Looking at the current situation beyond the family, whereby immigrant children are detained in South Africa and the United States, it seems that this lack of concern for a mind of a child, a child as a being, is not only one that is held by families that are traumatized but by societies that are traumatized and is something that fits in with the historical legacy and societal norms of how we have thought about children that continue to be perpetuated. Holding in mind the importance of early childhood development, the nurture versus nature debate comes to mind. Reflecting on our current societies, and the processes of socialization that children are being exposed to at a very young age (detained migrant children, sexually abused children, cyber bullying, violence in the home and outside the home), as well as the limited parental and societal understandings of the impact of this on the child.

So when we have parents, societies and countries that unable to hold and contain children, how does the un-held, un-contained and wounded child develop? And what impact does that have on them in their adolescent and adult life and the ways in which they can contribute to society?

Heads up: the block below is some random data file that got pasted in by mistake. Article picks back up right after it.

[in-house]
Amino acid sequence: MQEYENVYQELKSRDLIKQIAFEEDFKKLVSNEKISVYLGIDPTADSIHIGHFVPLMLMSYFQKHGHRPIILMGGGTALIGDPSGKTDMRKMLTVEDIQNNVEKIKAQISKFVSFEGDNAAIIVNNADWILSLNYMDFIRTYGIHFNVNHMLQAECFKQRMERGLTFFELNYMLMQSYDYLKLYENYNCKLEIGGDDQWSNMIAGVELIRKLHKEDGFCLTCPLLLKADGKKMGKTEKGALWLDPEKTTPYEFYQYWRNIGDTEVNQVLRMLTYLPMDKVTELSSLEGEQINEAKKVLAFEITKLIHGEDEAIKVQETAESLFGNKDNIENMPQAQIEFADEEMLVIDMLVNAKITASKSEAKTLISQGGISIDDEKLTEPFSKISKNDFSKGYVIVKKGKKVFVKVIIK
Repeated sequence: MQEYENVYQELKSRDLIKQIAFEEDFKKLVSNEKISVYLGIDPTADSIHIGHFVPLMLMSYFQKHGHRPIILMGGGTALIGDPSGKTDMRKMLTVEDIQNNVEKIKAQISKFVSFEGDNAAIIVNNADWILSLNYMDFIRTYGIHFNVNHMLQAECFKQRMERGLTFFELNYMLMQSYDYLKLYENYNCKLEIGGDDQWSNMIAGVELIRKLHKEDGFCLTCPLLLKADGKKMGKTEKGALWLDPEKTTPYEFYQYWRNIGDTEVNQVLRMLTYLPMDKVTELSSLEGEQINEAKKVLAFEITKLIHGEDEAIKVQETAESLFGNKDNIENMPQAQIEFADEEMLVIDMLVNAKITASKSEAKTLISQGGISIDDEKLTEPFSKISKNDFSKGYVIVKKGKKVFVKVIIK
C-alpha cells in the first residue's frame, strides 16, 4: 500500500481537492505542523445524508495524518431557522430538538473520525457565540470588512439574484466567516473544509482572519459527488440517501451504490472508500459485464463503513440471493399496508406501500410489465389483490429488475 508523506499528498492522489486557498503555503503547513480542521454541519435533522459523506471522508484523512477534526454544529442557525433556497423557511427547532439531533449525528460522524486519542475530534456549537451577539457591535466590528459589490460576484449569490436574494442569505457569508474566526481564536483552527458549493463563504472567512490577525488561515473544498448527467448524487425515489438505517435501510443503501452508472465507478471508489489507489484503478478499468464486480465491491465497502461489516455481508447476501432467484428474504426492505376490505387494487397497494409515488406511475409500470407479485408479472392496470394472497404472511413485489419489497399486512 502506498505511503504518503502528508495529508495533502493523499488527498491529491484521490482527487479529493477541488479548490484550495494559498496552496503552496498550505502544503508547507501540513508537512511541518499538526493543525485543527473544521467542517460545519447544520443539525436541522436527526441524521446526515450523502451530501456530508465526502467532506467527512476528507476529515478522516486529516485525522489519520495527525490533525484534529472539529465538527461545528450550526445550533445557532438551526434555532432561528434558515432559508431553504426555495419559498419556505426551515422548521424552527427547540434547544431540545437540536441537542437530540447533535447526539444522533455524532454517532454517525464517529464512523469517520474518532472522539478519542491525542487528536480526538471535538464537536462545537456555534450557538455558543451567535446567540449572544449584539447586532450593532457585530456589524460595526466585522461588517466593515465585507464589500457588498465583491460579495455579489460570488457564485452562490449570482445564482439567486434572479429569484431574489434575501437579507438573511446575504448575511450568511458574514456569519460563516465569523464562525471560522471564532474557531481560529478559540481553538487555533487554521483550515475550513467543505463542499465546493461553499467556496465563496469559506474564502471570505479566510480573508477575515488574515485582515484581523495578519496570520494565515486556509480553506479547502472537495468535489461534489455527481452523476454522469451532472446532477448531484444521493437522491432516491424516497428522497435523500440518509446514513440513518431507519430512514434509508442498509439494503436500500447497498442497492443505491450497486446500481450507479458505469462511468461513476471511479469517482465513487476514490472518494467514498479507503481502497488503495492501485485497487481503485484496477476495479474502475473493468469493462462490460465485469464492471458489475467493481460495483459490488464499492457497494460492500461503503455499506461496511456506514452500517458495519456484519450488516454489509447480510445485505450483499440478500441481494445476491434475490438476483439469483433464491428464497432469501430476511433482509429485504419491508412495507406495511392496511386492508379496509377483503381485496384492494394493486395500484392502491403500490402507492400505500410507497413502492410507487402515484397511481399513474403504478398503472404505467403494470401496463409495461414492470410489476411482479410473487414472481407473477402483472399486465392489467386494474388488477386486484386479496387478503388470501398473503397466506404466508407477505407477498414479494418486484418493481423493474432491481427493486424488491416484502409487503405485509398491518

And this becomes the crux of the matter. Research done by CSVR on the drivers of violence which include structural and community level factors (socio economic inequality, gender and masculinity, lack of social cohesion, alcohol and firearms) helps make sense of the reason why providing an emotionally nurturing environment for children is a challenge. These ‘drivers’ which are predominantly evident amongst the most vulnerable and marginalized of our society, have an impact on family relationships, infant development and parenting. Thus, contributing to the cyclical nature of violence. As families in poverty, have mouths to feed, basic needs to meet and emotional bonding, psychological holding, nurturance through acknowledgement has to wait. There is no choice. We have undergone trainings, workshops and sat with many perspectives in relation to family interventions and one thing that stood out was, Attachment is Everything! Early attachment can be seen as the key to understanding many of the individual, familial and societal challenges we experience today and this links strongly to the continuous perpetuation of cycles of violence.